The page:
In developing nations around the world, communities experience congenital disabilities and accidents, just like in the developed world. In impoverished countries, however, the ability to access prosthetics is uncommon, if not nonexistent. If impoverished nations were able to obtain inexpensive prosthetics, it would change their lives. Fortunately, scientists and inventors alike are working out the situation. This is why 3D printed prosthetics could change the developing world.
The World Health Organization (WHO) reports that approximately 30 million people worldwide need prosthetics or various orthotic devices. The lack of access leaves a whole array of issues for people. According to Access Prosthetics, 30 percent of amputees and congenital amputees experience depression and/or anxiety. These 3D printed prosthetics can change the developing world, making it easier for disabled individuals to perform necessary actions and increasing their quality of life.
In poverty-stricken nations, people face a dangerous threat: explosives. The Guardian told the story of one boy who Sudanese soldiers kidnapped and forced to fight. One day, the boy stepped on a mine and the mere force of the impact was strong enough to tear his foot from his leg. From that day forward, the child used a wheelchair and a prosthetic leg. Unfortunately, too many people experience what this child suffered. This child was lucky that the Kenyan Red Cross organization was able to produce a prosthetic limb for the child, but unfortunately, many people cannot receive such care.
Why 3D Printed Prosthetics?
Along with the emotional hindrances and physical limitations, 3D prosthetics are a much better option than traditional prosthetics. Traditional prosthetics comprise of metal, plastic and other materials, and cost between $5,000 to $50,000. Reaching the price of a luxury car, many families cannot afford traditional prosthetics. Traditional prosthetics typically take upwards of three weeks to reach their recipient, which includes production and fitting. The long wait time only puts the recipient in a worse position because sometimes these prosthetics are life-saving.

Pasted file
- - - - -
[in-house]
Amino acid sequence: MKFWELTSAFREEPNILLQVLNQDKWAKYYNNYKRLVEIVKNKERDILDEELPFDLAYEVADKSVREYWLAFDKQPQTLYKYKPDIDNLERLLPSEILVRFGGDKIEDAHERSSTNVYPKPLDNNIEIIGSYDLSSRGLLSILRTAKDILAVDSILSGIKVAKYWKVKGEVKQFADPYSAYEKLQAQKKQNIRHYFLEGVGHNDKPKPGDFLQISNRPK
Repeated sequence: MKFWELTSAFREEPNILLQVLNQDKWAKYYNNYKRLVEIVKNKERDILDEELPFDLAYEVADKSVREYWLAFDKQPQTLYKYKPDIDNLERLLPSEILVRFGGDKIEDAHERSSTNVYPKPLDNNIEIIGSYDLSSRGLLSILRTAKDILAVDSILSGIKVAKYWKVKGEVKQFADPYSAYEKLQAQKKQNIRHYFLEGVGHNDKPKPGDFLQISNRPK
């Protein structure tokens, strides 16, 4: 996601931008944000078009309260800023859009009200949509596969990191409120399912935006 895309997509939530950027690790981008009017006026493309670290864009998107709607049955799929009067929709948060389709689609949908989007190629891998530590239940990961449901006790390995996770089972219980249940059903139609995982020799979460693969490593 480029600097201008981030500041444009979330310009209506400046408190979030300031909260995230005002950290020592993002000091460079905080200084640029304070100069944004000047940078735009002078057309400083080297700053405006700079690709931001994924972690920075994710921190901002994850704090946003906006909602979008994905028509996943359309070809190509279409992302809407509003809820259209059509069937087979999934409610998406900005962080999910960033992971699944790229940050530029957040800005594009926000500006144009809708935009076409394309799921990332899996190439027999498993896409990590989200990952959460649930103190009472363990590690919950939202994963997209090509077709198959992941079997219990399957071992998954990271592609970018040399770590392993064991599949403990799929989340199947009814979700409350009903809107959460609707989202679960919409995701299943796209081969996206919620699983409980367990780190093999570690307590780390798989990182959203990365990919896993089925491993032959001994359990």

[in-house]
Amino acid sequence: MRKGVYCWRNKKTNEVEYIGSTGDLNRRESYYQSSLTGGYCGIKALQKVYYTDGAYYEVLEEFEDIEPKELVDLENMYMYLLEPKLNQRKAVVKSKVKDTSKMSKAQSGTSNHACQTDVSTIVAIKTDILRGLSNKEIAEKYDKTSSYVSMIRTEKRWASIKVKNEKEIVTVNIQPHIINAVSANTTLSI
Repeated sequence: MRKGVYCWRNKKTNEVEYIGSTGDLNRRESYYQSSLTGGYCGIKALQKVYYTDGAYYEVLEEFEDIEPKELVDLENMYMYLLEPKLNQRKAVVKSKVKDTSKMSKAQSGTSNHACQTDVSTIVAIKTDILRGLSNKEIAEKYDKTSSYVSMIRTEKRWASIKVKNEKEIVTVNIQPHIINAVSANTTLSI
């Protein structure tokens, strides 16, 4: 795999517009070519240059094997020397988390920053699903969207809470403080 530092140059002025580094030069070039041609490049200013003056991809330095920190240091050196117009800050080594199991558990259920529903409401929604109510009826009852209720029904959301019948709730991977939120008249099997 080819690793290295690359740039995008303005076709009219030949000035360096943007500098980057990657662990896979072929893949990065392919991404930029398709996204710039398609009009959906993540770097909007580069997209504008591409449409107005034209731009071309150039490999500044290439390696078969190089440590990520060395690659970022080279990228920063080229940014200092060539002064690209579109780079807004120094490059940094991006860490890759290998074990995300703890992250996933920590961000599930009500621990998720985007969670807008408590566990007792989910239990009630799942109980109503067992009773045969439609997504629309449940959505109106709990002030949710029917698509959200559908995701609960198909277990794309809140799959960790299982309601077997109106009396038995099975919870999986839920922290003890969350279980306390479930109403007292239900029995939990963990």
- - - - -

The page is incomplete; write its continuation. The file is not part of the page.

These 3D printed prosthetics, however, could fix this issue. Typically, producers can make 3D printed prosthetics within a single day at a shocking $50. With a drastically low upfront cost and production time, these are essential to why 3D printed prosthetics can change the developing world. Thanks to incredible advancements in the industry, it is not an if, but rather when 3D prosthetics will reach developing nations on a mass scale.
Enabling the Future
Enabling the Future is a humanitarian organization that consists of volunteers who use 3D printers to produce prosthetics for free. The network makes it explicitly clear that it is not a company and does not sell the prosthetics. With over 3,300 3D printer volunteers, the organization helps thousands of people around the world. Enabling the Future has run into durability issues in its past because volunteers print the products rather than professionals. However, they still offer some of the cheapest and quickly made prosthetics. After Enabling the Future first noted the problem, it decided to offer a different material to make the prosthetics. This material is much stronger but costs up to $2,000.
With an enormous team of 3,300, Enabling the Future is at the forefront of the production of 3D prosthetics. This organization is able to provide cheap prosthetics to people worldwide and at a much faster rate than many other organizations can. Companies such as Enabling the Future are critical to the success of equipping developing nations with 3D prosthetics.
The capability for amputees to access inexpensive prosthetics will change the world. The ability to carry items or run may seem simple, but the reality is that most take these actions for granted. People with missing limbs can now perform actions that were once challenging, effortlessly. In the developed world, $50,000 is an extremely steep investment but can make a large impact in impoverished countries.
In developing, war-torn nations, many share the same story as that of the boy mentioned above. Too many people die from such instances and many more lose limbs. Thankfully, thanks to 3D prosthetics, the world should change for the better.
– Cleveland Lewis